Can World Leaders Please Listen to Barack Obama's Words About War?

US President Barack Obama addresses the audience after taking the oath of office during the 57th Presidential Inauguration ce
US President Barack Obama addresses the audience after taking the oath of office during the 57th Presidential Inauguration ceremonial swearing-in at the US Capitol on January 21, 2013 in Washington, DC. US Chief Justice John Roberts administered the oath. AFP PHOTO/Jewel Samad (Photo credit should read JEWEL SAMAD/AFP/Getty Images)

Only his daughter yawned. When the 44th President of the United States of America stood, in the bitter cold, in front of 900,000 people, and told them what he wanted to do for their nation, only his youngest daughter yawned. She was cold, and tired, and 11 years old, and had probably heard quite a lot of it before. But for everyone else, and the millions watching around the world, it was the kind of speech to wake you up.

Even if you didn't listen to the words, it was the kind of speech to wake you up. Even if you just listened to the rhythms of the words, which were sometimes like the rhythms of poetry, and sometimes like the rhythms of music, and which made you feel that you'd started in one place when you started listening and ended, when it finished, somewhere else. But if you did listen to the words, it could only make you think of something that was mentioned an awful lot when the President was trying to get elected the first time, but which hadn't been mentioned for quite a while. It could only make you think, in fact, of hope.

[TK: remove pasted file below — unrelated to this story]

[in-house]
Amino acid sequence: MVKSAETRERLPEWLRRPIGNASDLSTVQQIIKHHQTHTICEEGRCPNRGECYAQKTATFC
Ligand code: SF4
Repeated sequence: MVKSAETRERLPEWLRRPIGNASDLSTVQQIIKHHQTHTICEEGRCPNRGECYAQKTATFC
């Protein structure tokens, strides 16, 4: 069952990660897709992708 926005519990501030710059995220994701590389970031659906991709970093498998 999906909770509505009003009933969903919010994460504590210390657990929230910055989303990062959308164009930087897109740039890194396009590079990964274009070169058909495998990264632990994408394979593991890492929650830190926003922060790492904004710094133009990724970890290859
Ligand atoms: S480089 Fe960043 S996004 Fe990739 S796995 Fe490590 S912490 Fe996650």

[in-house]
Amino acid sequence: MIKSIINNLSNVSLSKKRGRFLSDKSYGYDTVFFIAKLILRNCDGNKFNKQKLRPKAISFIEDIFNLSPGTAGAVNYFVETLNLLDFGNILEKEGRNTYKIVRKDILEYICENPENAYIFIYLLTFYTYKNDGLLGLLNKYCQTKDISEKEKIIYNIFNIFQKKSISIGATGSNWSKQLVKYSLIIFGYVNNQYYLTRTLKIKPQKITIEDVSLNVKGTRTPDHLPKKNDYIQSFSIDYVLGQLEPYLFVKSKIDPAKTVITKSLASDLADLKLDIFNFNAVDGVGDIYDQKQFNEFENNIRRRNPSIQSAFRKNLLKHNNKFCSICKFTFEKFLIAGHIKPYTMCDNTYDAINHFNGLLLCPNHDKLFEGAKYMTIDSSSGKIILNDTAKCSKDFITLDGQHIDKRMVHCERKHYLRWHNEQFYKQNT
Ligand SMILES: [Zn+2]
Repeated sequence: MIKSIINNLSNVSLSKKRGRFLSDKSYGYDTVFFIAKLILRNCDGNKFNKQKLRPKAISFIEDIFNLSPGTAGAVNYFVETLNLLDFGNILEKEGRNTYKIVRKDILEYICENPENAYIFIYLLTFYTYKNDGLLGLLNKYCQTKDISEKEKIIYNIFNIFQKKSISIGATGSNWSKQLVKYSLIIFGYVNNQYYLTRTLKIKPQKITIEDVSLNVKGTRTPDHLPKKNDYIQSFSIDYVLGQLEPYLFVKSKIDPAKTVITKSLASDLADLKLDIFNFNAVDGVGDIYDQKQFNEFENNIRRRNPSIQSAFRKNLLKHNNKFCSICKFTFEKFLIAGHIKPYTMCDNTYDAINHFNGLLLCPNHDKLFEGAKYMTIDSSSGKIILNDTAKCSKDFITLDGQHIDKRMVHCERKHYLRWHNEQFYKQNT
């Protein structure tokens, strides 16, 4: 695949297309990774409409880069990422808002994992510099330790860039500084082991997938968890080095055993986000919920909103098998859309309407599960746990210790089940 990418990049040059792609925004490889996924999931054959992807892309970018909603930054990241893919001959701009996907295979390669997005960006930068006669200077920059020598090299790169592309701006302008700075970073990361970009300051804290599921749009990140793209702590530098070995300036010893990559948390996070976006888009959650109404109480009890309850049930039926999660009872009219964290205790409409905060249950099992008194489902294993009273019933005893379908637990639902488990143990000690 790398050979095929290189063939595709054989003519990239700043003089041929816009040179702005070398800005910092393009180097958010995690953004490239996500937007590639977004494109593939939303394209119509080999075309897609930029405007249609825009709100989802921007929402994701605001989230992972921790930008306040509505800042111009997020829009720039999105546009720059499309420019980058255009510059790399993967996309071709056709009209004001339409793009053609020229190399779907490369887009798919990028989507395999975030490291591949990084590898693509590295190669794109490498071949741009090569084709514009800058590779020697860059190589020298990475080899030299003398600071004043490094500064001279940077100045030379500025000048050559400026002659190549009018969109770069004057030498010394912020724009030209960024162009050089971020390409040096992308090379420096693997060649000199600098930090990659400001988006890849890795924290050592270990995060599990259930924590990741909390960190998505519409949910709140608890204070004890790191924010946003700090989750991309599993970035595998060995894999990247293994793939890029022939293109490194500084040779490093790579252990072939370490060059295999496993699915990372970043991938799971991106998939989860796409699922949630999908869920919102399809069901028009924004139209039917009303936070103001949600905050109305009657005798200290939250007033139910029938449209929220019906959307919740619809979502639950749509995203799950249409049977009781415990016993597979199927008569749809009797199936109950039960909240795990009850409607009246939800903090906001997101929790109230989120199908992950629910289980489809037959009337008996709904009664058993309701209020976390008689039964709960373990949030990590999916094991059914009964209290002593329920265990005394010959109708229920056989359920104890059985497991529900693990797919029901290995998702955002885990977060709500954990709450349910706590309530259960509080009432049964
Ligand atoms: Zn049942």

When, for example, Barack Obama said that a "free market only thrives when there are rules to ensure competition and fair play," it made you think that maybe there was some alternative to a market that always puts profit first. When he said that "a great nation must care for the vulnerable, and protect its people from life's worst hazards," it made you think that maybe it was possible for a country to face economic realities, and still make sure that it wasn't always the poorest who faced them most. And when he said that his country would "respond to the threat of climate change" and "the overwhelming judgement of science," it made you think that, even in a country where quite a lot of people think the world was made in seven days, reason could sometimes win.

And when he talked about all people being "created equal," and then said that those people included "our gay brothers and sisters," it made you think that this was a way for a man who had already made history to make history again. It made you think that making sure some people weren't treated differently to other people just because of who they slept with was exactly the kind of thing the most powerful nation in the world should be doing.

It made you think, in fact, that it was a much more important thing to be doing than sending soldiers to fight wars which even the most powerful nation in the world couldn't seem, any more, to win. It made you think of the "decade of war" Barack Obama said was ending, and that it was probably best for everyone, and particularly for the relatives of the soldiers who had died, not to think too much about what that "decade of war" had achieved.